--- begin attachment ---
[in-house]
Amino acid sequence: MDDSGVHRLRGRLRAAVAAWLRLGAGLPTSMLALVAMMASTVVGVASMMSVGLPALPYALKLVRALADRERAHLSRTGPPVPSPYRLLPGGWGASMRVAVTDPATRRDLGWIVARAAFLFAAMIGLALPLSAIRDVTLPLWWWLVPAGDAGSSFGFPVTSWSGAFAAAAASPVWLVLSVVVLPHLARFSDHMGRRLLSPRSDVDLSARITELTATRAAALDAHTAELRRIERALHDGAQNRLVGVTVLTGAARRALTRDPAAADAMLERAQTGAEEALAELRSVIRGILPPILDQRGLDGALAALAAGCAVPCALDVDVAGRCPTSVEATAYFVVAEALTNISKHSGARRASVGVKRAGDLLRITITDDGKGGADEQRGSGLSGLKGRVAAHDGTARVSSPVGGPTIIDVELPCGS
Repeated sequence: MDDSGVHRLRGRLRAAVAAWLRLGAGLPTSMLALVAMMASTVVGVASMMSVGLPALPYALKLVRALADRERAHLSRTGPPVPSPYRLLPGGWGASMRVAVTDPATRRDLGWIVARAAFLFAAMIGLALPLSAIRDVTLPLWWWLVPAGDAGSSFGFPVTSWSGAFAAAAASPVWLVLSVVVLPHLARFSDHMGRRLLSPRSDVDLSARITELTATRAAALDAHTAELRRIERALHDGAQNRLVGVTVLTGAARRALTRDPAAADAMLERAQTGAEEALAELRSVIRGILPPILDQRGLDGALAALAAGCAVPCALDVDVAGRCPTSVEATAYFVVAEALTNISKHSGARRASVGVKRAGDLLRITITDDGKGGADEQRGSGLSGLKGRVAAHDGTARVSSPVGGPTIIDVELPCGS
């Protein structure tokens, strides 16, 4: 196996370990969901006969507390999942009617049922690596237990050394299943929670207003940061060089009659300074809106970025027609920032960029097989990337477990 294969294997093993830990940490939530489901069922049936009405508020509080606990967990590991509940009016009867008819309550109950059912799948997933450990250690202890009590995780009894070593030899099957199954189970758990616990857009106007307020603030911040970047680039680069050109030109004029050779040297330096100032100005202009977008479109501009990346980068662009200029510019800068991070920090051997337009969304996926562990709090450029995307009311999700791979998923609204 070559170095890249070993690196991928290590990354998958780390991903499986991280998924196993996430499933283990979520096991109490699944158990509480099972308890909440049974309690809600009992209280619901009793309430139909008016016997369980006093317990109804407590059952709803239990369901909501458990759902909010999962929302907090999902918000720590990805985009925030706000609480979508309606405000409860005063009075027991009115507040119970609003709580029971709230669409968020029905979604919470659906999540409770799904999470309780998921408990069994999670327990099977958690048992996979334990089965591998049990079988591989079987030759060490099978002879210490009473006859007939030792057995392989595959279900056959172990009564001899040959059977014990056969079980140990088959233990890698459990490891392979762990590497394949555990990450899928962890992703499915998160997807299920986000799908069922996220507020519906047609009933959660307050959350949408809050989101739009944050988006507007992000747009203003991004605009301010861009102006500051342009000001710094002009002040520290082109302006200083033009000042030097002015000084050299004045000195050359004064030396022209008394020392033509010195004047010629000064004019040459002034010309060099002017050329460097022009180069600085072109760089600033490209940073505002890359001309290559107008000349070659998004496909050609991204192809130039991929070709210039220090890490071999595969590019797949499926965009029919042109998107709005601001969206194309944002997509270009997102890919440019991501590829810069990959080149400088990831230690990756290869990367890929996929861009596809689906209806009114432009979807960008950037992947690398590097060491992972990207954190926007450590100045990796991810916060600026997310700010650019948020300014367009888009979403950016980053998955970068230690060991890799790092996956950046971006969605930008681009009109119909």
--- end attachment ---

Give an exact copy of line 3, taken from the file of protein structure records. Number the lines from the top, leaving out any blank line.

Repeated sequence: MDDSGVHRLRGRLRAAVAAWLRLGAGLPTSMLALVAMMASTVVGVASMMSVGLPALPYALKLVRALADRERAHLSRTGPPVPSPYRLLPGGWGASMRVAVTDPATRRDLGWIVARAAFLFAAMIGLALPLSAIRDVTLPLWWWLVPAGDAGSSFGFPVTSWSGAFAAAAASPVWLVLSVVVLPHLARFSDHMGRRLLSPRSDVDLSARITELTATRAAALDAHTAELRRIERALHDGAQNRLVGVTVLTGAARRALTRDPAAADAMLERAQTGAEEALAELRSVIRGILPPILDQRGLDGALAALAAGCAVPCALDVDVAGRCPTSVEATAYFVVAEALTNISKHSGARRASVGVKRAGDLLRITITDDGKGGADEQRGSGLSGLKGRVAAHDGTARVSSPVGGPTIIDVELPCGS